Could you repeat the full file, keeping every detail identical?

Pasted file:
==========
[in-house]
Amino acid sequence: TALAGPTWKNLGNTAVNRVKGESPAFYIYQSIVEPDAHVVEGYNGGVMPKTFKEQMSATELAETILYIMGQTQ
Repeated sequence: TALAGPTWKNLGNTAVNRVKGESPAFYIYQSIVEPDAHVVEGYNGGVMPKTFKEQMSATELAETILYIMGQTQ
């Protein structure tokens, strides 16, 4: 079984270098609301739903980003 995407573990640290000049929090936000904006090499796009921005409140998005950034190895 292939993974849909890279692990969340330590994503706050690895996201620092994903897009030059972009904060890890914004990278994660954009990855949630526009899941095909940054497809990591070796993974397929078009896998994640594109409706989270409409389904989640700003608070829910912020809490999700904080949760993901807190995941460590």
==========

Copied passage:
[in-house]
Amino acid sequence: TALAGPTWKNLGNTAVNRVKGESPAFYIYQSIVEPDAHVVEGYNGGVMPKTFKEQMSATELAETILYIMGQTQ
Repeated sequence: TALAGPTWKNLGNTAVNRVKGESPAFYIYQSIVEPDAHVVEGYNGGVMPKTFKEQMSATELAETILYIMGQTQ
């Protein structure tokens, strides 16, 4: 079984270098609301739903980003 995407573990640290000049929090936000904006090499796009921005409140998005950034190895 292939993974849909890279692990969340330590994503706050690895996201620092994903897009030059972009904060890890914004990278994660954009990855949630526009899941095909940054497809990591070796993974397929078009896998994640594109409706989270409409389904989640700003608070829910912020809490999700904080949760993901807190995941460590």